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McIntosh, William (1778?–30 April 1825), military leader and high-ranking chief in the Creek Nation, was born in Coweta, in present-day Russell County, Alabama, the son of Captain William McIntosh, a recruiter for the British army, and Senoya, a full-blooded Creek. McIntosh was raised as a Creek, enduring the customary rites of passage and advancing to the rank of chief, ...

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Ridge, John (1803–22 June 1839), Cherokee leader, was born in Oothcaloga, Georgia, the son of Major Ridge, a Cherokee leader, and Susanna Wickett. As a young man Ridge was slight, delicate, and walked with a limp because of a hip problem, but he appeared to be a bright and eager student. His parents stressed education early in the boy’s life, and he attended a mission school at age seven. Ridge was a quick learner and felt that the school system, which called for advanced students to tutor younger, slower students, was retarding his education. Therefore, he, with several other Cherokee students, attended a school in Cornwall, Connecticut, in 1818. There they received religious and agricultural training and studied geography, history, rhetoric, surveying, Latin, and natural science....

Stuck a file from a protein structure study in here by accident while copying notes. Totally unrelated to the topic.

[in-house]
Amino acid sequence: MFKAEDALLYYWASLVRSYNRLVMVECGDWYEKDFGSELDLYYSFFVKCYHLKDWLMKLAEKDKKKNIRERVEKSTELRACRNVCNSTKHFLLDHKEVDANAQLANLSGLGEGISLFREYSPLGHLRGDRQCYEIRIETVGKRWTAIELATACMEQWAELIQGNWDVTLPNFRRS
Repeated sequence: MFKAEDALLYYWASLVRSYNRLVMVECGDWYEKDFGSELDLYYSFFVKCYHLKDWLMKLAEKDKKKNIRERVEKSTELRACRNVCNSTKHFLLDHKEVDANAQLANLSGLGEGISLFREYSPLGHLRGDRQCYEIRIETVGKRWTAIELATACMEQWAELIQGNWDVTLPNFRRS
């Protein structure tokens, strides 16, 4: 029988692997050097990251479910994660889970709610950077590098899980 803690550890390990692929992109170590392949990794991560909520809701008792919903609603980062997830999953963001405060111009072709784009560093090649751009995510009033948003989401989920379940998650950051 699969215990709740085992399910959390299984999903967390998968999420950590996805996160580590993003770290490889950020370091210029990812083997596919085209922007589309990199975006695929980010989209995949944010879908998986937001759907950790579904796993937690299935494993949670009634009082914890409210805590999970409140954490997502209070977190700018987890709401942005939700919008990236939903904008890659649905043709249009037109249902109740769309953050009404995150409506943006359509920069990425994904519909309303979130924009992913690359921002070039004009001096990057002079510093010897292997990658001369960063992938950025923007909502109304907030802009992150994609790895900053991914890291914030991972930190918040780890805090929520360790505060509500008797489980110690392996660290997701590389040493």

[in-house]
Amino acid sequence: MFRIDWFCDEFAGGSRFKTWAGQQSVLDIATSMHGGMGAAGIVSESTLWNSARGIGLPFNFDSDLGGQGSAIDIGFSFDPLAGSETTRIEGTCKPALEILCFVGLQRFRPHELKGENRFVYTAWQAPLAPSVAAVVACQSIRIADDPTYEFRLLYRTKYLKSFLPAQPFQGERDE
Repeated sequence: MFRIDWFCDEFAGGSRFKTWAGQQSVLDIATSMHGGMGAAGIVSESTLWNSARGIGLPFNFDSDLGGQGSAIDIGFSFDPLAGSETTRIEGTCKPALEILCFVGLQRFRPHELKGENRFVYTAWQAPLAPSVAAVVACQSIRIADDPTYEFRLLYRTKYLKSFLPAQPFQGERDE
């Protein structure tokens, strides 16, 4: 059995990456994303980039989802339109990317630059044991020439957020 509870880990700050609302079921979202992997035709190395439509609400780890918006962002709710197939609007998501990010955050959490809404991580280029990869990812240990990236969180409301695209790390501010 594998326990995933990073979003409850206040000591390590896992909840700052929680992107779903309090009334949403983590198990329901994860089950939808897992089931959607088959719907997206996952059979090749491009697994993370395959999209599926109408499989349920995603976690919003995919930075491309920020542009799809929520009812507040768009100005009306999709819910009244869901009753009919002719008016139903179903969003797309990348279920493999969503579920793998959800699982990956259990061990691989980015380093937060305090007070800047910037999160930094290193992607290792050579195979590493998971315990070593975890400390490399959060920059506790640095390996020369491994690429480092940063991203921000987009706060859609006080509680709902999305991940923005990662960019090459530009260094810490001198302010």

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Spotted Tail (1823–05 August 1881), leader of the Brulé [Sican gu] Teton, leader of the Brulé [Sican gu] Teton, was born in south-central South Dakota, the son of modest parents. (His name in his native tongue was Sinte Gleska.) At an early age, Spotted Tail sought a position of political leadership. As a young man he valiantly fought the Pawnee, earning his people’s approval and becoming a praiseworthy man. This was his first step toward political leadership, and it enabled him to understand that political gain could be achieved by waging a successful military expedition....